Golden Retriever is known for their sense of atmosphere. Their bandcamp describes it as being oceanic in its exploration, taking an “organic” approach to experimental electronic music while discovering layers equally lush and meditative in their composition. On their latest release, “Rotations,” the Portland based band uses a full chamber ensemble to accentuate their sound, finding new ways of exploring the textural world of music.
The album began when Golden Retriever received a grant from the Portland Regional Arts and Culture Council to write and perform new material. Drafting a full chamber ensemble featuring strings, woodwinds, percussion, and pipe organ, the band decide to approach the cyclical nature of life with their music, drawing on natural imagery and processes to inform their music. The outcome of these performances, which began in 2015, is “Rotations,” a collection of music both challenging and achingly beautiful in equal combination.
Perhaps it is appropriate with such cyclical compositions to start at the beginning. Final track “Sunsight” finds us exploring a meditative landscape dripping with ache and wonder. The curtain is closing on one chapter while another begins to grow quietly under the soil. There is a feeling of potency in the air as spaced-out notes strike at the piano, ringing out into a dark and mysterious night. Strings ebb and flow as horns tremble somewhere between lament and delight, welcoming some new way of being with mixtures of fear and wonder.
Returning to the beginning first track documents the darkness of the beginning. Moving into “Pelagic Tremor,” a cacophony of piano forms a dark web of sound that grows and grows, a light, plastic synth eventually emerging out of the layerd sound. A feeling of transformation is evident from the beginning, of crawling out of the darkness and into what light can be found. It’s an in-between zone, which is comparable to what “pelagic” means. A pelagic zone is any area of water that is neither near the bottom or the shore, coming from the greek word that means “open sea.” We are in an ocean of sound, not knowing where we’re drifting off to.
“A Kind of Leaving” exhibits Golden Retriever’s blend of organic and electronic instrumentation. It begins with a contemplative piano reminiscent of Harold Budd. Eventually woodwinds blow in, adding more texture than melody. Soft electronic lines flow in and out behind, bleeping and booping like some futuristic computer gently documenting the ways of the future. It’s an atmosphere with space and potency, and Golden Retriever suddenly seems like curators of unique environments, less musicians than collectors of sounds and ideas. What they’re saying, though, seems to be in some futuristic language we don’t understand quite yet.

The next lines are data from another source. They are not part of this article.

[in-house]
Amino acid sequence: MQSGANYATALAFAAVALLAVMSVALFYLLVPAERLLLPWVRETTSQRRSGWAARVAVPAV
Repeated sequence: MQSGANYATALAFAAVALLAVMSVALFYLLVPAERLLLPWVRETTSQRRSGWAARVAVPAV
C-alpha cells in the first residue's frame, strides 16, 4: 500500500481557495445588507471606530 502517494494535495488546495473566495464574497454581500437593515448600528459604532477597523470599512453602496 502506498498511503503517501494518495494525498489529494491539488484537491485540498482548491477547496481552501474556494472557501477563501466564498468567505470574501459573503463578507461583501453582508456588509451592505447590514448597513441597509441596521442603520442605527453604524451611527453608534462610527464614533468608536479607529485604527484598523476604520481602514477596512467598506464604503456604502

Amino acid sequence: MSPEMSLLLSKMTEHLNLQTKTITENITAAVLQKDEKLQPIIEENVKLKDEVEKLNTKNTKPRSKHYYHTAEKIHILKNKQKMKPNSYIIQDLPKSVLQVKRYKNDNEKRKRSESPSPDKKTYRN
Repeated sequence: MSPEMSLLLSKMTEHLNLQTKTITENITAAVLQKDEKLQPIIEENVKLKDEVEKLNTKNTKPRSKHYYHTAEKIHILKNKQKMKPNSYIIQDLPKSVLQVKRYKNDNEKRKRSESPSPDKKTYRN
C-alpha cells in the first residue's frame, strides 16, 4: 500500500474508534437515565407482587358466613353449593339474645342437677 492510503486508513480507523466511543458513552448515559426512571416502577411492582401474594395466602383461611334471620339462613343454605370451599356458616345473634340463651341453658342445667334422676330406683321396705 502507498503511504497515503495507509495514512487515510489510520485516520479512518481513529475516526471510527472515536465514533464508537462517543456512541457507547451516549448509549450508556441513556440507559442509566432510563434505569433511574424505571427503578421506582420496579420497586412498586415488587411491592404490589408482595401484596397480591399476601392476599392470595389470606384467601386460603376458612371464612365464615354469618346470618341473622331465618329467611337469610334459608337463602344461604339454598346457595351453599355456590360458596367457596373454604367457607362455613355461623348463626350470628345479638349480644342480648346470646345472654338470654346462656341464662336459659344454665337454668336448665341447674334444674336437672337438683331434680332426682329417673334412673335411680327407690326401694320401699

“Tessellation” doesn’t impress with its electronic ebbs and flows, feeling more distracting than informative. It exists more in the background than anything else, vibrating across the soundscapes of some future time and place, yet not latent enough to truly fade into the walls. As we move into “Thirty-Six Stratagems,” we find that Golden Retriever is bent on collapsing the meditative atmosphere they have cultivated. Synthetic chaos spins and erupts, making for a challenging listen. It’s like a once peaceful space station imploding into the atmosphere, watching our hopes and dreams for the future fade into a dystopian nightmare.
But I am curious about Golden Retriever’s intent with all this. “Thread of Light” feels like we’re rebuilding something after the collapse. Is there always some light left for us to hold on to? It’s a good question to ask, especially on an album that feels so much like a conceptual journey. The atmosphere has been filled with a new potency, one that grows out of the ashes of chaos.
So again we return to “Sunsight,” not receiving the triumphant or disastrous end that could have taken place. Instead we find ourselves bathing in serene light, asleep in warm pools in a quiet river valley. There is no question to answer anymore. The cycle has begun again. The sun has returned.